It’s a difficult time to be working in breaking news. With the shift of focus to digital platforms and social media reporting, media outlets are pushed to be as fast as possible when releasing information in breaking news events. Alongside an increasing desire to be first with breaking news, there should also be an equally strong desire for accuracy, especially when lives and reputations are at risk.
Our basic journalistic instincts should tell us to err on the side of caution when releasing the names of suspects involved in harrowing cases, particularly when there are not enough sources to corroborate the information or sufficient amounts of investigation to confirm their involvement.
So why does the wrongful naming of innocent people in media reports continue to happen?
Take the case of Toby “Eggman” Reynolds, who was wrongly accused by users on the messaging board 4chan of carrying out a mass shooting at Oregon’s Umpqua Community College in October 2015. Storyful journalists Joe Galvin and Derek Bowler investigated this claim, eventually managing to talk directly to the man identified as Reynolds and confirm that he was, in fact, in Seattle, not the location of the shooting. By this time, however, some news outlets had released this rumour as fact, seemingly without undertaking any independent investigation.
In an older case, Sunil Tripathi, a student at Brown University, was wrongly accused of being a suspect in the April 2013 Boston marathon bombings. Reddit users and several reporters on social media speculated on the innocence of the 22-year-old, who had been missing for a month, and, in some cases, reporters said they had heard Tripathi’s name being mentioned on the Boston police scanner.
Tripathi’s body was later discovered in the Providence River, Rhode Island, on April 23, 2013. His body had reportedly been in the water for some time, and it was believed that he had taken his own life. While Tripathi may not have been alive around the time of the erroneous accusation, this example of poor ethics from reporters, who accepted and shared rumour as fact, had a devastating effect on his family.
“All of this was just noise, noise that just got louder because it kept bouncing off itself,” Tripathi’s sister Sangeeta said in an interview with the Philadelphia Inquirer. “It’s really crazy that someone sitting in their pajamas somewhere can start a chain that can get the media, traditional media that should have a certain amount of fact-checking, all really riled up.”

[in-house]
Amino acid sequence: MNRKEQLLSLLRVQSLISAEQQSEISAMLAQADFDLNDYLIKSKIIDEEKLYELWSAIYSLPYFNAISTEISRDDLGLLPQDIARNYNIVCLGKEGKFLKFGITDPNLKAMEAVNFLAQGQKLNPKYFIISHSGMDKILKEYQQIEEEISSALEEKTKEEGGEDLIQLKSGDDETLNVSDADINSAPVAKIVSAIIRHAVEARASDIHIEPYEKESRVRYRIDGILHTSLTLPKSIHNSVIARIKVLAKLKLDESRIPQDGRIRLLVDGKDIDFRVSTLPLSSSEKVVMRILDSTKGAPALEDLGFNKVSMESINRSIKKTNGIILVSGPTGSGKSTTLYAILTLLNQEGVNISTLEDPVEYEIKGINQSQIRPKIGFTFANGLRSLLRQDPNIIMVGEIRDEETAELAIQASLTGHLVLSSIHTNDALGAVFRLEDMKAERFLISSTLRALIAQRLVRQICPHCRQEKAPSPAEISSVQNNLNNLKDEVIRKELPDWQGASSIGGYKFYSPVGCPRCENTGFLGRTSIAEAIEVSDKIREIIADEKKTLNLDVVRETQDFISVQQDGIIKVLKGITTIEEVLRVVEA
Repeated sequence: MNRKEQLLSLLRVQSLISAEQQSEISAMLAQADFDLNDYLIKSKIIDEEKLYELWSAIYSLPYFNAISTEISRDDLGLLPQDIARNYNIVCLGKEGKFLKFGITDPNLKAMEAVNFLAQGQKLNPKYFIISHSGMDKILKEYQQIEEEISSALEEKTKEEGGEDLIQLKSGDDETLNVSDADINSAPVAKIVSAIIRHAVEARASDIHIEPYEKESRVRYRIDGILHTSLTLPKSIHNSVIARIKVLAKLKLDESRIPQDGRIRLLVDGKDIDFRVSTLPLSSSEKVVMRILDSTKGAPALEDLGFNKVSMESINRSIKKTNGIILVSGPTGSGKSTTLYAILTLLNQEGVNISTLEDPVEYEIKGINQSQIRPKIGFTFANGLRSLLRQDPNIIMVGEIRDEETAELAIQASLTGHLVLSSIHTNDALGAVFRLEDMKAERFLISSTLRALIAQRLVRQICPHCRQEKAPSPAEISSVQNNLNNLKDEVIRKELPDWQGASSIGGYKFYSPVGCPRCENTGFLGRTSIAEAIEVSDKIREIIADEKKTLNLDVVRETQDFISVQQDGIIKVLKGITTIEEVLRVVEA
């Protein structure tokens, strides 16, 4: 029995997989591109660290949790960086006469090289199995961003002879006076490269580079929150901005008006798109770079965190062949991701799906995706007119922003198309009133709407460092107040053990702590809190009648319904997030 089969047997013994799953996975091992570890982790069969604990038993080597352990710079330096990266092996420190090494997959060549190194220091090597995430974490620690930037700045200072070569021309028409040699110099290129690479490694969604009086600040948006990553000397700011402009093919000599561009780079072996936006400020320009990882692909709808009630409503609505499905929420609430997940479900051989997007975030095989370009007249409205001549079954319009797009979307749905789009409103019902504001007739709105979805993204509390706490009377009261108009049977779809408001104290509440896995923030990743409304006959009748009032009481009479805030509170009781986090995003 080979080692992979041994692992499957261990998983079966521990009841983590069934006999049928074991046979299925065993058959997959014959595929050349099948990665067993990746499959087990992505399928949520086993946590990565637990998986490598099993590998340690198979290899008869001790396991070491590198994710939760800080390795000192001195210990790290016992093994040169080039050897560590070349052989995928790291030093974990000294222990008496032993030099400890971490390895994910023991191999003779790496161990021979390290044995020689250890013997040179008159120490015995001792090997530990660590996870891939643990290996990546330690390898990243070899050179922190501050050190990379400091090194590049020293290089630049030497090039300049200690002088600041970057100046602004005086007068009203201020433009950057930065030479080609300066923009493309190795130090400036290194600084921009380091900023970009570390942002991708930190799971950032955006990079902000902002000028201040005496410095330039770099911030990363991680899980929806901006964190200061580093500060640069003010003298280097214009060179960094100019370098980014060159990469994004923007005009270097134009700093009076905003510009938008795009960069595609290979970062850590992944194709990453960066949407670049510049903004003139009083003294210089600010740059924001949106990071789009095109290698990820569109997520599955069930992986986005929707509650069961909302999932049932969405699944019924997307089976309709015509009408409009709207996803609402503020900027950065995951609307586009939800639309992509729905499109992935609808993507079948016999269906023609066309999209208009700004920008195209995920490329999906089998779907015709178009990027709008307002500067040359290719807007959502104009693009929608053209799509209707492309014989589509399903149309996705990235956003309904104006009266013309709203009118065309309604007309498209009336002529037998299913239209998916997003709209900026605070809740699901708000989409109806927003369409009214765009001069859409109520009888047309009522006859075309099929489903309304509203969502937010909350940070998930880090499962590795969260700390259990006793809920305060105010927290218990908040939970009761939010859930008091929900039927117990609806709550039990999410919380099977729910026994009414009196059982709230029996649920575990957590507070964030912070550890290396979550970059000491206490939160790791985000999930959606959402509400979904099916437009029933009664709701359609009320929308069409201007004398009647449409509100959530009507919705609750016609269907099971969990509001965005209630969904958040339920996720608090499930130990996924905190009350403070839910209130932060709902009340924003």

Storyful recently worked on a case of misidentification when a professor at Alexandria University was wrongly accused of being the hijacker of EgyptAir flight MS181. The flight was en route from Alexandria’s Burj al-Arab airport to Cairo on March 29, 2016, when it was hijacked and forced to land at Larnaca International Airport in Cyprus.
At Storyful, we carried out some of our own research on this information to be absolutely sure we would be naming the right person, and to avoid misinforming our newsroom clients. In the first few minutes of the investigation, we found a number of discrepancies with the information gleaned from posts being shared around online.
While this was clearly not the original version of the photo, it was being widely shared as showing the hijacker of the flight, and did not appear to show a man in his late 20s. When our reverse Google Image searches came back without any results, we knew we needed to keep digging.
Further searches uncovered a page for Dr. Samaha on the Alexandria University website, which included a picture of the professor.
This tallied with a Facebook account we found under the name of Ibrahim Samaha that also listed connections with the university.
Looking at this information, the picture circulating from the aircraft did not show a striking resemblance to the pictures we had found of Samaha. The reports of the hijacker’s age also did not add up with any of the content we had found.
Soon after, the BBC managed get in contact with Samaha, who confirmed that he was a passenger, but not the hijacker. The hijacker was later confirmed by Egyptian authorities to be 59-year-old Seif el Din Mustafa.
Once Samaha was released from the plane, he gave a few brief interviews. In footage from ONtv, Samaha said he believed the misunderstanding had derived from the cabin crew, due to a seating plan. Samaha also said his wife had called him while on the plane, asking him if he was the hijacker, before starting to cry. Further reports say Samaha’s wife, Nahla, did not want to talk to the press due to her “nervous shock and mental suffering.”
As the main role of news organizations is to accurately report information to the public, there should not be instances of innocent people being publicly named as suspects, particularly when there is enough easily discoverable evidence that produces more than one red flag. Nor should we be taking anything found on social media at face value, as getting the facts wrong can prove disastrous for those wrongfully accused (and embarrassing for the accusers). As the Reuters handbook has it: “Just because you have a named source does not mean you are free from responsibility for what you quote the source as saying.”
And as the cases of Reynolds, Tripathi and others similar show, when it comes to crowdsourced investigations on online platforms, nothing should go reported without thorough verification by professional journalists.
Is the trauma inflicted on people misidentified due to lack of verification work, and their families, really worth it in the race to be first?
Update: This article has been updated to show that Galvin and Bowler spoke “to the man identified as Reynolds” rather than “directly to Reynolds”. ‘Toby Reynolds’ was a pseudonym used by the individual, who later told Galvin and Bowler his real name.